Winter's biggest snowstorm threatening 8 to 14" totals, near-blizzard conditions

A February snowfall of 10″ or more occurs on average only once every 16 years in Chicago. Only five such storms are on the books at Midway Airport in the 81 years since 1929.  Tuesday’s storm may well become the sixth!  Before it finishes with the Chicago area, 8 to 14 inches of snow may accumulate–the season’s heaviest to date and the biggest storm to occur here since nearly a foot fell here over two days just over a year ago in late January  

The current system’s impact on the Chicago area is only in its early stages as Tuesday gets underway. Three rush hours may ultimately be impacted by the system–none more than Tuesday evening’s when snowfall will be at its height and winds will be gusting to 25 mph–strong enough to begin sending the additional 4 to 7″ of snow predicted to fall Tuesday airborne in some open areas surrounding the city. That’s also the period in which an infusion of lake moisture is to begin, supplementing snowfall. Lake enhancement of snowfall could end up spanning 10-14 hours, extending into the opening hours of Wednesday morning even as non-lake-effect snow tapers to passing flurries at inland locations. It’s an important reason this storm’s heaviest snow totals are predicted to occur in lakeside counties of Illinois, Wisconsin and Indiana.  

Explosive intensification of the storm is predicted by computer models later Tuesday as a secondary center forms off the mid-Atlantic Coast. Storms intensify when air rushes aloft at increasing speed. Ground-level winds strengthen as part of this intensification process. The rate at which air ascends increases, encouraging air to rush in from the storm’s periphery at faster speeds to replace the upwelling of air at the heart of the storm.

The impact of the current storm’s intensification across the Chicago area could become most noteworthy Tuesday night when winds approach their peak, gusting as high as 30 to 40 mph, particularly in areas surrounding the city.  Winds of that strength should easily lift snow and hurl it through the air, producing near-blizzard or blizzard conditions. A blizzard is defined by the National Weather Service as three or more hours with winds gusting to or above 35 mph, and during which blowing snow reduces visibilities to a quarter mile or less. The density of structures such as homes and buildings in the city and close-in suburbs often generates enough drag on the moving air to subdue velocities there.  But this doesn’t happen in open areas surrounding the city, and these areas appear particularly vulnerable to potentially significant blowing and drifting snow Tuesday night.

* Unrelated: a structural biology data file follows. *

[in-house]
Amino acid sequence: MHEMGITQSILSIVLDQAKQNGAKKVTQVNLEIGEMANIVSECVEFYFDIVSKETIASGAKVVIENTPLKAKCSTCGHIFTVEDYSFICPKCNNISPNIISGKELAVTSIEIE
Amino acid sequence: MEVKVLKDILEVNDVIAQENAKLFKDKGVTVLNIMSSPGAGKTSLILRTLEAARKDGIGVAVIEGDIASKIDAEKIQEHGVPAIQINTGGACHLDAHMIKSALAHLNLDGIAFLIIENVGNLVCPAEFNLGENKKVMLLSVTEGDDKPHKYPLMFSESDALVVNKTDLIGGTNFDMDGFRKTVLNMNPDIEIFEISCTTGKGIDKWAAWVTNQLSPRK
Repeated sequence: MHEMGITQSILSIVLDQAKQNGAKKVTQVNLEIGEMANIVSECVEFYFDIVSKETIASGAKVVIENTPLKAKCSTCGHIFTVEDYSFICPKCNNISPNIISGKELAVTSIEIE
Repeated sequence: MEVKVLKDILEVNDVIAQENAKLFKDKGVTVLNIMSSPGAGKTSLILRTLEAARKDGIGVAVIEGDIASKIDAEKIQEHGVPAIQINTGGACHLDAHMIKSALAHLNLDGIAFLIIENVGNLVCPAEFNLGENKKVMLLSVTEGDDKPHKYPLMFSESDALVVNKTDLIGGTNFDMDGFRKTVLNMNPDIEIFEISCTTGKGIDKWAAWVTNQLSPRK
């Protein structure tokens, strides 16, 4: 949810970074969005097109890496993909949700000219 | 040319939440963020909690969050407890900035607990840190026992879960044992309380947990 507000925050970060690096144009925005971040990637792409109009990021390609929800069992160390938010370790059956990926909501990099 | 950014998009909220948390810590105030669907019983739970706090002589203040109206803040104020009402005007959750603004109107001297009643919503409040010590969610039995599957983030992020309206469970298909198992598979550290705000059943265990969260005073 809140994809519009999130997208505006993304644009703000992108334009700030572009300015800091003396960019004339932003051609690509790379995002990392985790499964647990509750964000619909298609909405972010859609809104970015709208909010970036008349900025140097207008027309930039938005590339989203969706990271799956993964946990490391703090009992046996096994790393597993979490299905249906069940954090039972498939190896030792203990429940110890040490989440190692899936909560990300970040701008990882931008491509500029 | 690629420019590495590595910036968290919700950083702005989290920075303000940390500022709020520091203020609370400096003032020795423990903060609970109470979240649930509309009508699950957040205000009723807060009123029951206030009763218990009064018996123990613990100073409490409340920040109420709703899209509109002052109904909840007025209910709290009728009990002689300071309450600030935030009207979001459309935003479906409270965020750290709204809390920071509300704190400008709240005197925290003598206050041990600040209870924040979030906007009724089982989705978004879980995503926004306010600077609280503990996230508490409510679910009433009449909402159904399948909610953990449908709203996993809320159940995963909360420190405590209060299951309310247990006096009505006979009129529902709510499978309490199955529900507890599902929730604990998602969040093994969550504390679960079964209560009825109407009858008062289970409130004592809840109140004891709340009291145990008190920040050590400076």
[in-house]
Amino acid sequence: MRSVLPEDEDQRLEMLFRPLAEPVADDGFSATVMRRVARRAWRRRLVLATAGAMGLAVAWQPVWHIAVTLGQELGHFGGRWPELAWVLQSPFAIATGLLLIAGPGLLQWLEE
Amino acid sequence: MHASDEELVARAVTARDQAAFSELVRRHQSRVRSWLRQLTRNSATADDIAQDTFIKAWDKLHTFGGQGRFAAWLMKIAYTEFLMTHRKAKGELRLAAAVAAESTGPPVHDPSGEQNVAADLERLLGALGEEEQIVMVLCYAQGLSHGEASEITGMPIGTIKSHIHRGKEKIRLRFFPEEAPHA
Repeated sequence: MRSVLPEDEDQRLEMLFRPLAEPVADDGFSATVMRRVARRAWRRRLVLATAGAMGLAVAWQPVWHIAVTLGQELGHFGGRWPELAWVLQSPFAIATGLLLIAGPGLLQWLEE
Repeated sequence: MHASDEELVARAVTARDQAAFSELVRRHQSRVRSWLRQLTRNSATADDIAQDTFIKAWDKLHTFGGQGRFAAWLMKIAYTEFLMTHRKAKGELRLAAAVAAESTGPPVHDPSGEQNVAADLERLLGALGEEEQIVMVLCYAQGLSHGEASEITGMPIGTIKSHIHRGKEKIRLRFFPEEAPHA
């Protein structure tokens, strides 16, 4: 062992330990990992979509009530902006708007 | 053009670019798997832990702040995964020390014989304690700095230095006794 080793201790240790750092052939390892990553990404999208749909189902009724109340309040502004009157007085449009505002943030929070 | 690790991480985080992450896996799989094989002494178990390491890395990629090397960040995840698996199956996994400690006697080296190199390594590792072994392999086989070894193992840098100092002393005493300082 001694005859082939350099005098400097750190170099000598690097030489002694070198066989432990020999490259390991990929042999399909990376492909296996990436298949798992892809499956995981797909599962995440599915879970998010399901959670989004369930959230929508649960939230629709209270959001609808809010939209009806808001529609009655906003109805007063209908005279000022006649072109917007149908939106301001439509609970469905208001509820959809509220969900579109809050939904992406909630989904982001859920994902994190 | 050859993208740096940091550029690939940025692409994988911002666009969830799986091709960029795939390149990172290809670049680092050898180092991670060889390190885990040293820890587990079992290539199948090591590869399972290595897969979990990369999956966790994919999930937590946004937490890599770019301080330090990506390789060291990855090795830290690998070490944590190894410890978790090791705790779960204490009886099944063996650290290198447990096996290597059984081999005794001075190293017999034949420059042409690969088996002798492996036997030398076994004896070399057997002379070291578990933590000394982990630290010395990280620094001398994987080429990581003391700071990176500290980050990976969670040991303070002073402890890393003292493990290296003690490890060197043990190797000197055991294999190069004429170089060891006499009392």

Latest storm producing 1,300-mile corridor of snow; “Bosnywash” corridor being hit hard again

As unbelievable as it may seem, the Nation’s Capital–where a snowfall of 1 to 3″ can cause serious travel problems–is under the meteorological gun once again. Just three days from one of the region’s worst blizzards in history, forecasters are predicting 10 to 20 inches of new snow may fall as winds strengthen later Tuesday. This promises a rash of new travel problems.

Lines on weather maps

Dear Tom,
What do the lines on weather maps mean?

–Jenna Jamieson (5th grade), Bloomingdale, Ill.

Dear Jenna,
Meteorologists use weather maps to display information such as temperatures, air pressure and winds over large areas. The maps give forecasters the ability to see the big weather picture and, at a glance, to understand “what’s going on” with the weather. That information is the starting point in the preparation of weather forecasts. Many different lines are drawn on weather maps, but the most common ones are called “fronts.” Fronts show the boundaries between different kinds of air masses (such as hot and cold, or humid and dry). Lines called isobars frequently appear on weather maps as well. Isobars connect locations that have the same air pressure, and they show where the air pressure is low (usually with stormy weather) or high (usually with fair weather).

Patchy flurries in the Chicago-area of heavier snow moving north from central Illinois

Shortly after 9pm scattered flurries were reported in the Chicago area but radar indicatd a larger area of steady light snow spreading north from central Illinois.  Snow should become widespread across the region in the next few hours and once it begins will continue steadily through the night.  By morning accumulations are expected to be in the 2 to 4 inch range, just the opening shot of a major snowstorm that is expected to continue through Tuesday and Tuesday night with snowfall totals reaching 8 to 14 inches before the snow finally ends early Wednesday morning.

The heaviest snow totals are expected to occur in areas close to Lake Michigan where lake-enhanced snowfall is expected to contribute several inches to the storm totals.
A late report indicated about 3/4 of an inch of snow down in the Rockford area. 

Light snow slowly moving into the Chicago area- Heavy snow in Iowa

At 8 pm radar showed an area of light snow working north and east into the Chicago area. The snow has been slow to develop across northeast Illinois as it has been necessary to saturate a layer of dry air over the area before the snow can reach the ground.

Snow was being reported at Aurora. West Chicago, Morris  in northeast Illinois at 8 pm and as falling across nearly all of central and western Illinois. The snow should gradually increase across the Chicago area in the next few hours with steady snow falling in most area by midnight. 
Reports coming in from north-central Iowa indicate heavy snow fell there today.
Algona 9.0 inches
Grundy Center 6.0 inches
Webster City 8.0 inches
Eldora 8.0 inches